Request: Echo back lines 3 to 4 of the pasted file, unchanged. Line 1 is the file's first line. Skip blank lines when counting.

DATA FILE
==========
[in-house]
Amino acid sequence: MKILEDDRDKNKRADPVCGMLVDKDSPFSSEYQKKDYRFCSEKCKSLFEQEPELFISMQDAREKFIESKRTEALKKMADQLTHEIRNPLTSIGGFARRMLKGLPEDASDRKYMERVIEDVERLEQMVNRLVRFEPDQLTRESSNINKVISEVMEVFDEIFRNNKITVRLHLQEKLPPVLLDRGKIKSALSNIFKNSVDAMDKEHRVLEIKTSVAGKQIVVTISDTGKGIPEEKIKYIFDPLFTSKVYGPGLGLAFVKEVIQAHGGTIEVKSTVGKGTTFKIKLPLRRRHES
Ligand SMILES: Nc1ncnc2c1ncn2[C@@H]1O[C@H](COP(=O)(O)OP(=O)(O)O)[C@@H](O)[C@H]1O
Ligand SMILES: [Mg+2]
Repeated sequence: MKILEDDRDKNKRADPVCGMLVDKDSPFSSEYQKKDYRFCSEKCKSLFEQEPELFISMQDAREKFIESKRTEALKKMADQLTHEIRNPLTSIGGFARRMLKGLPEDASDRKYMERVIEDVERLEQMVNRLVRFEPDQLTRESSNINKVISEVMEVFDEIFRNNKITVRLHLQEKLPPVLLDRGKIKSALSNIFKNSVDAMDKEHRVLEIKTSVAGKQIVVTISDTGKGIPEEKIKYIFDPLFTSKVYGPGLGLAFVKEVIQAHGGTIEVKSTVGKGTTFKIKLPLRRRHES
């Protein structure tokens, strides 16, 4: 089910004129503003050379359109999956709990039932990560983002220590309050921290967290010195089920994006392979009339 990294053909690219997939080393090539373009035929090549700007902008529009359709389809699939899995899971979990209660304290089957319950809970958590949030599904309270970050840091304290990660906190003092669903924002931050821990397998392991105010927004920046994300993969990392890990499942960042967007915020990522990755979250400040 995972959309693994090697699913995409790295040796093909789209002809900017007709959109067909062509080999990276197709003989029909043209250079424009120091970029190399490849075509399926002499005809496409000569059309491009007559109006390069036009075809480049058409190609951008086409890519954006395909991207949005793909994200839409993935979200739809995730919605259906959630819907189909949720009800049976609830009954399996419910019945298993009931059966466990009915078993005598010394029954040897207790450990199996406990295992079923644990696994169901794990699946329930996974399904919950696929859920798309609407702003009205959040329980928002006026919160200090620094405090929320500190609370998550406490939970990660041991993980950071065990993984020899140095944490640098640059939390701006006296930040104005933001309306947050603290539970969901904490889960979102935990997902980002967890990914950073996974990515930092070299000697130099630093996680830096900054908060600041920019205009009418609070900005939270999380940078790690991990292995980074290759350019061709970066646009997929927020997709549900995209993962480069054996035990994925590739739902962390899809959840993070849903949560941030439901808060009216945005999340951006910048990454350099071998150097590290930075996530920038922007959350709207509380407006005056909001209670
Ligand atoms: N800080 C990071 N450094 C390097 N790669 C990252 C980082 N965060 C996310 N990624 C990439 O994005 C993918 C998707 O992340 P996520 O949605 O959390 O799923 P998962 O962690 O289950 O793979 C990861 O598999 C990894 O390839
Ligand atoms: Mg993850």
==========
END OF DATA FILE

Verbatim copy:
Ligand SMILES: Nc1ncnc2c1ncn2[C@@H]1O[C@H](COP(=O)(O)OP(=O)(O)O)[C@@H](O)[C@H]1O
Ligand SMILES: [Mg+2]